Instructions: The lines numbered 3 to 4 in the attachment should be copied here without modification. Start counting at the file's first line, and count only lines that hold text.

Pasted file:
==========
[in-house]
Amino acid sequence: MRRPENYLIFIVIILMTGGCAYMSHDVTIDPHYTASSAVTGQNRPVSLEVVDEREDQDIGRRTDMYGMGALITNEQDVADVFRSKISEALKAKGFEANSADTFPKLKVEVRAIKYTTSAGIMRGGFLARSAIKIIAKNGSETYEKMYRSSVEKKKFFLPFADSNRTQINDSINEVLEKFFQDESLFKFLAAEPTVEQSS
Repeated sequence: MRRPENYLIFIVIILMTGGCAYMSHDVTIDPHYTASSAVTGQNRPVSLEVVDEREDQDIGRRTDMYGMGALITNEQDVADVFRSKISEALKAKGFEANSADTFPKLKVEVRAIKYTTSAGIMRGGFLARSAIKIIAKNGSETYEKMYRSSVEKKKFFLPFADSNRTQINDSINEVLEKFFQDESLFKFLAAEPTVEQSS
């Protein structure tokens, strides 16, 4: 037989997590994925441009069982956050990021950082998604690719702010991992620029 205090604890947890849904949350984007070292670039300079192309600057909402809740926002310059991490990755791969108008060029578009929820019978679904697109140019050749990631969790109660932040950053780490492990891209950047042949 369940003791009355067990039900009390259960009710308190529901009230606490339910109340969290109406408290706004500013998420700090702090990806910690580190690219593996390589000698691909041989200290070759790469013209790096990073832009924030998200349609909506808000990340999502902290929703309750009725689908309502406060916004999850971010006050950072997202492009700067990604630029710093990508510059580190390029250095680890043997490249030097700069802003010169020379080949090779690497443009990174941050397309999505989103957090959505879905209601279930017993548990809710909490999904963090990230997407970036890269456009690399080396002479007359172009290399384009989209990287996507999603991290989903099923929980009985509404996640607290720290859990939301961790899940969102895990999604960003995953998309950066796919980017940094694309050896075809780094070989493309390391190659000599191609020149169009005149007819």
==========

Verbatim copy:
Repeated sequence: MRRPENYLIFIVIILMTGGCAYMSHDVTIDPHYTASSAVTGQNRPVSLEVVDEREDQDIGRRTDMYGMGALITNEQDVADVFRSKISEALKAKGFEANSADTFPKLKVEVRAIKYTTSAGIMRGGFLARSAIKIIAKNGSETYEKMYRSSVEKKKFFLPFADSNRTQINDSINEVLEKFFQDESLFKFLAAEPTVEQSS
């Protein structure tokens, strides 16, 4: 037989997590994925441009069982956050990021950082998604690719702010991992620029 205090604890947890849904949350984007070292670039300079192309600057909402809740926002310059991490990755791969108008060029578009929820019978679904697109140019050749990631969790109660932040950053780490492990891209950047042949 369940003791009355067990039900009390259960009710308190529901009230606490339910109340969290109406408290706004500013998420700090702090990806910690580190690219593996390589000698691909041989200290070759790469013209790096990073832009924030998200349609909506808000990340999502902290929703309750009725689908309502406060916004999850971010006050950072997202492009700067990604630029710093990508510059580190390029250095680890043997490249030097700069802003010169020379080949090779690497443009990174941050397309999505989103957090959505879905209601279930017993548990809710909490999904963090990230997407970036890269456009690399080396002479007359172009290399384009989209990287996507999603991290989903099923929980009985509404996640607290720290859990939301961790899940969102895990999604960003995953998309950066796919980017940094694309050896075809780094070989493309390391190659000599191609020149169009005149007819």